Can I modify y[n] = αy[n-1] + x[n] the same way I would do it with y(k) --> Y(z)? I need H(z), but I don't know what is the difference between using (k), and (n). I often encountered [k] notation, what is the difference between (k) and [k]?

  • 4
    $\begingroup$ Usually square brackets are used to indicate that the index is discrete, but conventions vary. $\endgroup$ – MBaz Jul 4 '19 at 17:34
  • $\begingroup$ Ok, thanks. I'm thinking, maybe [n] would mean that the series is 0 when n<0, and some function f, f(n) when n>0? And h[k] could be positive or negative where ever. Would that make sense? $\endgroup$ – Immo Jul 4 '19 at 17:43
  • $\begingroup$ Could be, but that's not an universal convention. $\endgroup$ – MBaz Jul 4 '19 at 17:45
  • $\begingroup$ Your recursive relaton seems akin to first order exponential averaging low-pass filter, or exponentially weighted moving average (EWMA) see dsp.stackexchange.com/q/36415/15892 or first order exponential averaging low-pass filter, exponentially weighted moving average (EWMA) $\endgroup$ – Laurent Duval Jul 4 '19 at 19:12

The notation for discrete-time signals, $x[n]$, was first noticed by me in the original Oppenheim and Schaffer (1975), even though i didn't see that book until 1981.

enter image description here

So before, discrete-time signals in DSP used the same notation in mathematics used for sequences (infinite or not), with the subscript, $x_n$. In both notations, the argument or subscript play the same role and are only integers.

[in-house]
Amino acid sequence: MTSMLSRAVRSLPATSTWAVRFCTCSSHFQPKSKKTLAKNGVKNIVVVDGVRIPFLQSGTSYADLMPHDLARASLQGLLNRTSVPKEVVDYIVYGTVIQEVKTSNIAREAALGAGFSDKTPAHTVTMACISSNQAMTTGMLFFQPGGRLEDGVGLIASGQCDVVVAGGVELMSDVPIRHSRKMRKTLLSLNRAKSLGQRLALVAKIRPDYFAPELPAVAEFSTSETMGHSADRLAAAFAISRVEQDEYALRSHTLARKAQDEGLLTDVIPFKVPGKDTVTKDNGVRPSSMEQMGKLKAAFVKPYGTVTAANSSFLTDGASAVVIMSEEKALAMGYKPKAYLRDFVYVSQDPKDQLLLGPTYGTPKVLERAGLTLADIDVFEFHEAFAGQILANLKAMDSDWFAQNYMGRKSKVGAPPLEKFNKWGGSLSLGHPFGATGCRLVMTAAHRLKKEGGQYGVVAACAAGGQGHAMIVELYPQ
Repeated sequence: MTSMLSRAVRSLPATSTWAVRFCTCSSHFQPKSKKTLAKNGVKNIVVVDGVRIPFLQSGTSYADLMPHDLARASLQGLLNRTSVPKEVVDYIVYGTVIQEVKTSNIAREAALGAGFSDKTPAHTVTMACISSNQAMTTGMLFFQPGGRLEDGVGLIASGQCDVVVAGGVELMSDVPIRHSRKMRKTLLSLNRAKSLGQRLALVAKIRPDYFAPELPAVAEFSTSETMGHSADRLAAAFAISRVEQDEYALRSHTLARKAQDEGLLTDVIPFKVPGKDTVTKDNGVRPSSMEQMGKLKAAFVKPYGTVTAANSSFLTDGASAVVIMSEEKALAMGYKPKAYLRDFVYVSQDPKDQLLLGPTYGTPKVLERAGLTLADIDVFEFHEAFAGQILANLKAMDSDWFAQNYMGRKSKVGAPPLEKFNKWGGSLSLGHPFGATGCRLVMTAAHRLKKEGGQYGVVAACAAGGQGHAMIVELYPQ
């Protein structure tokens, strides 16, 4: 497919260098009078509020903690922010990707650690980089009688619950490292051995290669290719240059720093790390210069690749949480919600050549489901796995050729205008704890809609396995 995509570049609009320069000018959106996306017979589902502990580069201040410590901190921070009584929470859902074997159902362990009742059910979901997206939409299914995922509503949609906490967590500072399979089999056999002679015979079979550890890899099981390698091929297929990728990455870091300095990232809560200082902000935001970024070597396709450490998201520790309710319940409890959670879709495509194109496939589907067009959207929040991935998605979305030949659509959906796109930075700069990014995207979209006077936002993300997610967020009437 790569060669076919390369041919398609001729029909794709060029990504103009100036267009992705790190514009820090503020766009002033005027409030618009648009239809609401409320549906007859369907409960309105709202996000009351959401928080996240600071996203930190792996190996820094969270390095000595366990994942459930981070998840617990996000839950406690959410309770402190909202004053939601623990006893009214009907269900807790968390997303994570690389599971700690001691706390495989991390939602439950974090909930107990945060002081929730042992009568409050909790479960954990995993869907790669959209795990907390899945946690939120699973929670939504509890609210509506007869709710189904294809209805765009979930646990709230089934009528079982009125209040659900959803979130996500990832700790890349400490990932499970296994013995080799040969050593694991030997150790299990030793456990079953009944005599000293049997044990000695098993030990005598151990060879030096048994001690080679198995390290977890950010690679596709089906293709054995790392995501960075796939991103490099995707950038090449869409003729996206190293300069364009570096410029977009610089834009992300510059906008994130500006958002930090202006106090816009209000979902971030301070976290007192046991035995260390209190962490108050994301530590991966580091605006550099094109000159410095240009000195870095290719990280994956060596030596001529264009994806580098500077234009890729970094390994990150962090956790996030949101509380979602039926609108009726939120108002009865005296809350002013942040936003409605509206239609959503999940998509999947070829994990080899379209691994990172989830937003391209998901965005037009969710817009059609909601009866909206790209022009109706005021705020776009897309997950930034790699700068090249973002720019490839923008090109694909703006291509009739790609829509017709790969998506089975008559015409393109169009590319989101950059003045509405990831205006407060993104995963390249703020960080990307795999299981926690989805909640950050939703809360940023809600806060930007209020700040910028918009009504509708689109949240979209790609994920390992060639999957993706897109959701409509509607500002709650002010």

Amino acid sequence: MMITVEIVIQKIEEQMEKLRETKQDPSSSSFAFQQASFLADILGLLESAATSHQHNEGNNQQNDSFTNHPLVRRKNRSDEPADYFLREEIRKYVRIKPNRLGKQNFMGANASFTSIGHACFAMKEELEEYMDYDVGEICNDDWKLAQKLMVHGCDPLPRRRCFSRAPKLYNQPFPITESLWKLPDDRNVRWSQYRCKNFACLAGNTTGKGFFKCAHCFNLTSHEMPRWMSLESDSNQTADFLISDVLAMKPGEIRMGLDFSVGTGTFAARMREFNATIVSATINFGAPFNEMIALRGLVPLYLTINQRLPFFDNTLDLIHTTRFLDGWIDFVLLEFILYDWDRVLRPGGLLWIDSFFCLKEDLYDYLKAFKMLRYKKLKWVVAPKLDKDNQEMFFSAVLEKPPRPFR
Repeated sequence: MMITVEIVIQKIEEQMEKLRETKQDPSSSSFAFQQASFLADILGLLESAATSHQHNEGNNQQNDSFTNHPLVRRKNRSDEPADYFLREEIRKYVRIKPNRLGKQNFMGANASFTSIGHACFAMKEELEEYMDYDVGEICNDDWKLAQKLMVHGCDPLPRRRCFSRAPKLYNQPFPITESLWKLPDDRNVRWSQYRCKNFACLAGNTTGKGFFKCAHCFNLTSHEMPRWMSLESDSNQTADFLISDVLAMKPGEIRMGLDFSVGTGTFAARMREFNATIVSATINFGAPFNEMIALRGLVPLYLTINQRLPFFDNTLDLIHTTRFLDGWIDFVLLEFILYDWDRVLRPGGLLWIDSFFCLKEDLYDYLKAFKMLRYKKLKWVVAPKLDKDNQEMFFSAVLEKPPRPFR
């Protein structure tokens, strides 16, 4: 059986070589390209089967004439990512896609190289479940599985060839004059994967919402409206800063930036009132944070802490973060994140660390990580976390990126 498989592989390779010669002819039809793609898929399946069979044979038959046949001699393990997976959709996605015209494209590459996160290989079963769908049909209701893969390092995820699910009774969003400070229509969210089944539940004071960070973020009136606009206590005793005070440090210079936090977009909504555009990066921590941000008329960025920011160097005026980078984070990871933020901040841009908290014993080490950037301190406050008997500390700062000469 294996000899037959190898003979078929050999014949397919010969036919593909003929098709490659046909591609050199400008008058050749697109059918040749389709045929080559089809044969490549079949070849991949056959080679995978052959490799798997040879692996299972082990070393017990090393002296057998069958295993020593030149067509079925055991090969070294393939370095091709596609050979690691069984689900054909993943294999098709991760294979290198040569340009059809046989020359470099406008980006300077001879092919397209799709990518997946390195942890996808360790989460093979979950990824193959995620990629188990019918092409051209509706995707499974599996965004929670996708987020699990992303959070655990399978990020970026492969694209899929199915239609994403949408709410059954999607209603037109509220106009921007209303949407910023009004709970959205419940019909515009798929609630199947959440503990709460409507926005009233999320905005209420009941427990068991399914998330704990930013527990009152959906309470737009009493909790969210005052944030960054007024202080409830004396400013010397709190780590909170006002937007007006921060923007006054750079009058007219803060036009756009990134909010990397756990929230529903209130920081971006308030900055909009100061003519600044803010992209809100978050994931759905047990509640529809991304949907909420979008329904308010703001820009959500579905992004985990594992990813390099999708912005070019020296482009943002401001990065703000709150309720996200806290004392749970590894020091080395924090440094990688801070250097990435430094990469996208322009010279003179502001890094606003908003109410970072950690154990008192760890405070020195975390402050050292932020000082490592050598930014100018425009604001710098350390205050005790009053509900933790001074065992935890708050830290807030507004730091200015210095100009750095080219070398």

$$ x[n] \triangleq x_n \qquad \qquad x\in\mathbb{C} \qquad n\in\mathbb{Z} $$

Usually the signal, $x[n]$, is real but it need not be. But the argument, $n$, must be an integer which makes this no different than a sequence, $x_n$.

With the DTFT and DFT this notation was common pre-O&S,

$$\begin{align} X_k &\triangleq \sum\limits_{n=0}^{N-1} x_n e^{-i 2 \pi \frac{nk}{N}} \\ \\ x_n &= \frac{1}{N} \sum\limits_{k=0}^{N-1} X_k e^{+i 2 \pi \frac{nk}{N}} \\ \end{align}$$

or they would use that awful $W_N^{nk}$ notation.

Now the problem with the "$x_n$" notation is that you would get too many subscripts to deal with, if you had a signal that was a multi-element vector. And there was nothing in the notation to denote which subscript was the "time-like" variable. With analog signals, $v(t)$, this wasn't a problem. If you had a cable with 8 wires (plus ground), you could label them "$v_1(t)$" to "$v_8(t)$" and looking at $v_m(t)$, there was no doubt that it meant the "$m$th element that is a function of time, $t$." But with "$x_{m,n}$" (as opposed to the O&S way "$x_m[n]$") there is nothing, other than order, differentiating discrete time from the "channel" number. Add another dimension (such as the 2-dim pixel radiance as a function of time) and you have a worser mess:

$$ x_{r,c}[n] \qquad \text{vs.} \qquad x_{r,c,n} $$

$r$ is row number, $c$ is column number, and $n$ is discrete-time.

So with this notation, there is a parity between a vector of continuous-time (a.k.a. "analog") signals $x_m(t)$ and discrete-time (a.k.a. "digital") signals $x_m[n]$. So, likely, whatever relationship one might see between the various analog signals $x_m(t)$ in a multi-conductor cable, I might expect to see between the various elements of the digital vector signal $x_m[n]$ and sampling would be no different than with a single-dimensional signal

$$ x_m[n] \triangleq x_m(t)\bigg|_{t=nT} \qquad \qquad T=\frac{1}{f_\mathrm{s}} $$

So this provides for a consistency of notation along with a way to differentiate arguments that must be integers whereas whatever is contained within parenths $f\big( \cdot \big)$ is considered to have no such restriction (could be a real or complex argument). That is, to me, helpful.

So, if it's a very old DSP paper (pre-1978, perhaps), the notation you would see would almost certainly be $x_n$ for discrete-time signals and the DFT would be $X_k$ for discrete-frequency. But this has evolved to